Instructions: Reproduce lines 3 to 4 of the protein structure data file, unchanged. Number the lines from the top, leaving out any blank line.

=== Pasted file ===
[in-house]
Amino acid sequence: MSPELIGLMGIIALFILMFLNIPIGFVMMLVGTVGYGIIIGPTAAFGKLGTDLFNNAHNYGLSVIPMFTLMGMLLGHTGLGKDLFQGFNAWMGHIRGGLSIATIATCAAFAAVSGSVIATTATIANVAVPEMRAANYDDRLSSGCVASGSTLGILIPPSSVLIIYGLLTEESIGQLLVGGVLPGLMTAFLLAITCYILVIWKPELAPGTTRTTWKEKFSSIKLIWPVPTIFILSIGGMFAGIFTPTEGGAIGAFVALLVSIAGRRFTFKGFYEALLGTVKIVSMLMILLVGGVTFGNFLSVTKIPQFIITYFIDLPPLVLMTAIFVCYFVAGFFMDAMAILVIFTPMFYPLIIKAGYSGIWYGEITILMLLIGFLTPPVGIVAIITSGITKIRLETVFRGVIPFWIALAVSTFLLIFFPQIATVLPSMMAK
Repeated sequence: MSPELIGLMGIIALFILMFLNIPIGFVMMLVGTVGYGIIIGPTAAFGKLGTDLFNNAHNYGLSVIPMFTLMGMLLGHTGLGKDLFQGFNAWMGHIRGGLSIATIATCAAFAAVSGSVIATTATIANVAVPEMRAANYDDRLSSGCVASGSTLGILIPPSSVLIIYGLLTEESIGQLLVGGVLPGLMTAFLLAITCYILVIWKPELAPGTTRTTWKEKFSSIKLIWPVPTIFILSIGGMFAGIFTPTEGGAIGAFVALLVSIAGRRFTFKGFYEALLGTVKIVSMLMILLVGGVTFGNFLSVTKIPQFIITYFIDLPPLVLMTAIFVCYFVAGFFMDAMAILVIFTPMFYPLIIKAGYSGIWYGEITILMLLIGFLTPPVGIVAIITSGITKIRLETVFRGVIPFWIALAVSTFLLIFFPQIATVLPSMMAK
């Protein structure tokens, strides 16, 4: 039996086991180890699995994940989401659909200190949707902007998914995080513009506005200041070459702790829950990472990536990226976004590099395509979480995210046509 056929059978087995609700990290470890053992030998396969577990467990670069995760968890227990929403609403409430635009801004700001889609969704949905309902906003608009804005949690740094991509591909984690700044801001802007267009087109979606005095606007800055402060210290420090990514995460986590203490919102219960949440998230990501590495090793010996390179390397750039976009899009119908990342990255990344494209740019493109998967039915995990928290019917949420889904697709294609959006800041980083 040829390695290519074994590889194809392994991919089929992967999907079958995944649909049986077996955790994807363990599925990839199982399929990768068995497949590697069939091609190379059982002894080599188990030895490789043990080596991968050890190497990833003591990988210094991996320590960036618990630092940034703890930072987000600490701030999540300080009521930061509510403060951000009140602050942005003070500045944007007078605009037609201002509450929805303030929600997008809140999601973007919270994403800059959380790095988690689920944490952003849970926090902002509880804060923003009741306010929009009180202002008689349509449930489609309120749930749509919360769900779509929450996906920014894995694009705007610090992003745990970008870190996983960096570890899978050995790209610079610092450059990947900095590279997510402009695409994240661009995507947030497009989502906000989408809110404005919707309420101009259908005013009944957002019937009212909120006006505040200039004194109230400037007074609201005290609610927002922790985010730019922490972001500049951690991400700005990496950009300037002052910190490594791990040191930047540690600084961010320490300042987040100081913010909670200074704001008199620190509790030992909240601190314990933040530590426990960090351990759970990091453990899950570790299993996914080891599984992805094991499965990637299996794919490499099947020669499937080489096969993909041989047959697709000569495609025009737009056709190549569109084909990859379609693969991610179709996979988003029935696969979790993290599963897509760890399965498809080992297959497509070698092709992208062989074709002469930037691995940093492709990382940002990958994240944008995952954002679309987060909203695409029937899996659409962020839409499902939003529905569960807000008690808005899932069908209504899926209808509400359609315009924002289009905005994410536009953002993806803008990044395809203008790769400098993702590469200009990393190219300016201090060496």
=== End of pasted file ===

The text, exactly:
Repeated sequence: MSPELIGLMGIIALFILMFLNIPIGFVMMLVGTVGYGIIIGPTAAFGKLGTDLFNNAHNYGLSVIPMFTLMGMLLGHTGLGKDLFQGFNAWMGHIRGGLSIATIATCAAFAAVSGSVIATTATIANVAVPEMRAANYDDRLSSGCVASGSTLGILIPPSSVLIIYGLLTEESIGQLLVGGVLPGLMTAFLLAITCYILVIWKPELAPGTTRTTWKEKFSSIKLIWPVPTIFILSIGGMFAGIFTPTEGGAIGAFVALLVSIAGRRFTFKGFYEALLGTVKIVSMLMILLVGGVTFGNFLSVTKIPQFIITYFIDLPPLVLMTAIFVCYFVAGFFMDAMAILVIFTPMFYPLIIKAGYSGIWYGEITILMLLIGFLTPPVGIVAIITSGITKIRLETVFRGVIPFWIALAVSTFLLIFFPQIATVLPSMMAK
């Protein structure tokens, strides 16, 4: 039996086991180890699995994940989401659909200190949707902007998914995080513009506005200041070459702790829950990472990536990226976004590099395509979480995210046509 056929059978087995609700990290470890053992030998396969577990467990670069995760968890227990929403609403409430635009801004700001889609969704949905309902906003608009804005949690740094991509591909984690700044801001802007267009087109979606005095606007800055402060210290420090990514995460986590203490919102219960949440998230990501590495090793010996390179390397750039976009899009119908990342990255990344494209740019493109998967039915995990928290019917949420889904697709294609959006800041980083 040829390695290519074994590889194809392994991919089929992967999907079958995944649909049986077996955790994807363990599925990839199982399929990768068995497949590697069939091609190379059982002894080599188990030895490789043990080596991968050890190497990833003591990988210094991996320590960036618990630092940034703890930072987000600490701030999540300080009521930061509510403060951000009140602050942005003070500045944007007078605009037609201002509450929805303030929600997008809140999601973007919270994403800059959380790095988690689920944490952003849970926090902002509880804060923003009741306010929009009180202002008689349509449930489609309120749930749509919360769900779509929450996906920014894995694009705007610090992003745990970008870190996983960096570890899978050995790209610079610092450059990947900095590279997510402009695409994240661009995507947030497009989502906000989408809110404005919707309420101009259908005013009944957002019937009212909120006006505040200039004194109230400037007074609201005290609610927002922790985010730019922490972001500049951690991400700005990496950009300037002052910190490594791990040191930047540690600084961010320490300042987040100081913010909670200074704001008199620190509790030992909240601190314990933040530590426990960090351990759970990091453990899950570790299993996914080891599984992805094991499965990637299996794919490499099947020669499937080489096969993909041989047959697709000569495609025009737009056709190549569109084909990859379609693969991610179709996979988003029935696969979790993290599963897509760890399965498809080992297959497509070698092709992208062989074709002469930037691995940093492709990382940002990958994240944008995952954002679309987060909203695409029937899996659409962020839409499902939003529905569960807000008690808005899932069908209504899926209808509400359609315009924002289009905005994410536009953002993806803008990044395809203008790769400098993702590469200009990393190219300016201090060496």